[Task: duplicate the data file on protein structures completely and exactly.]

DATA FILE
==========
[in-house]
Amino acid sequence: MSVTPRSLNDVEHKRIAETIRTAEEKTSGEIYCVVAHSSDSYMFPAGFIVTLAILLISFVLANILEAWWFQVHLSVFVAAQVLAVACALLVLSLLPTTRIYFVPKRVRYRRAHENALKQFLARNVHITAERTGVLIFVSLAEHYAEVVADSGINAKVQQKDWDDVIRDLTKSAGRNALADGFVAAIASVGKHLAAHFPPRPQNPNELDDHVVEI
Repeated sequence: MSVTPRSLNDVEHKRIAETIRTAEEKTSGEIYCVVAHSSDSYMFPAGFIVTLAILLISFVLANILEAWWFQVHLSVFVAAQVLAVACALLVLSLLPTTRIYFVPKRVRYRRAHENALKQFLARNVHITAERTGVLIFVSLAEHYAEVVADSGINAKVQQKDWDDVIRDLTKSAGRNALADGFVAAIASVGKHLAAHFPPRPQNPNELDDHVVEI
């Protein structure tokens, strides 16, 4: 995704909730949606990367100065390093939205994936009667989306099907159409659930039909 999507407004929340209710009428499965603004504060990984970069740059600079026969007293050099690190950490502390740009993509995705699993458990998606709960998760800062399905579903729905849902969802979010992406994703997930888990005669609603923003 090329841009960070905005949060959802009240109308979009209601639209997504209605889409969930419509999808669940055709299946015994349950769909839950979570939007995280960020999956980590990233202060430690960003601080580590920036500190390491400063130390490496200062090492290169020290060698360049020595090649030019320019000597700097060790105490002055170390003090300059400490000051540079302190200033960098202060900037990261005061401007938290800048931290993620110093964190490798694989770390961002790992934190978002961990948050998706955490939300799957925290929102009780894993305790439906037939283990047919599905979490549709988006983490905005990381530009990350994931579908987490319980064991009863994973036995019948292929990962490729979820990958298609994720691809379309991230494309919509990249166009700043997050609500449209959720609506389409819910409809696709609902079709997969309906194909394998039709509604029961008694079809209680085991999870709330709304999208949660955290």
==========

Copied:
[in-house]
Amino acid sequence: MSVTPRSLNDVEHKRIAETIRTAEEKTSGEIYCVVAHSSDSYMFPAGFIVTLAILLISFVLANILEAWWFQVHLSVFVAAQVLAVACALLVLSLLPTTRIYFVPKRVRYRRAHENALKQFLARNVHITAERTGVLIFVSLAEHYAEVVADSGINAKVQQKDWDDVIRDLTKSAGRNALADGFVAAIASVGKHLAAHFPPRPQNPNELDDHVVEI
Repeated sequence: MSVTPRSLNDVEHKRIAETIRTAEEKTSGEIYCVVAHSSDSYMFPAGFIVTLAILLISFVLANILEAWWFQVHLSVFVAAQVLAVACALLVLSLLPTTRIYFVPKRVRYRRAHENALKQFLARNVHITAERTGVLIFVSLAEHYAEVVADSGINAKVQQKDWDDVIRDLTKSAGRNALADGFVAAIASVGKHLAAHFPPRPQNPNELDDHVVEI
């Protein structure tokens, strides 16, 4: 995704909730949606990367100065390093939205994936009667989306099907159409659930039909 999507407004929340209710009428499965603004504060990984970069740059600079026969007293050099690190950490502390740009993509995705699993458990998606709960998760800062399905579903729905849902969802979010992406994703997930888990005669609603923003 090329841009960070905005949060959802009240109308979009209601639209997504209605889409969930419509999808669940055709299946015994349950769909839950979570939007995280960020999956980590990233202060430690960003601080580590920036500190390491400063130390490496200062090492290169020290060698360049020595090649030019320019000597700097060790105490002055170390003090300059400490000051540079302190200033960098202060900037990261005061401007938290800048931290993620110093964190490798694989770390961002790992934190978002961990948050998706955490939300799957925290929102009780894993305790439906037939283990047919599905979490549709988006983490905005990381530009990350994931579908987490319980064991009863994973036995019948292929990962490729979820990958298609994720691809379309991230494309919509990249166009700043997050609500449209959720609506389409819910409809696709609902079709997969309906194909394998039709509604029961008694079809209680085991999870709330709304999208949660955290």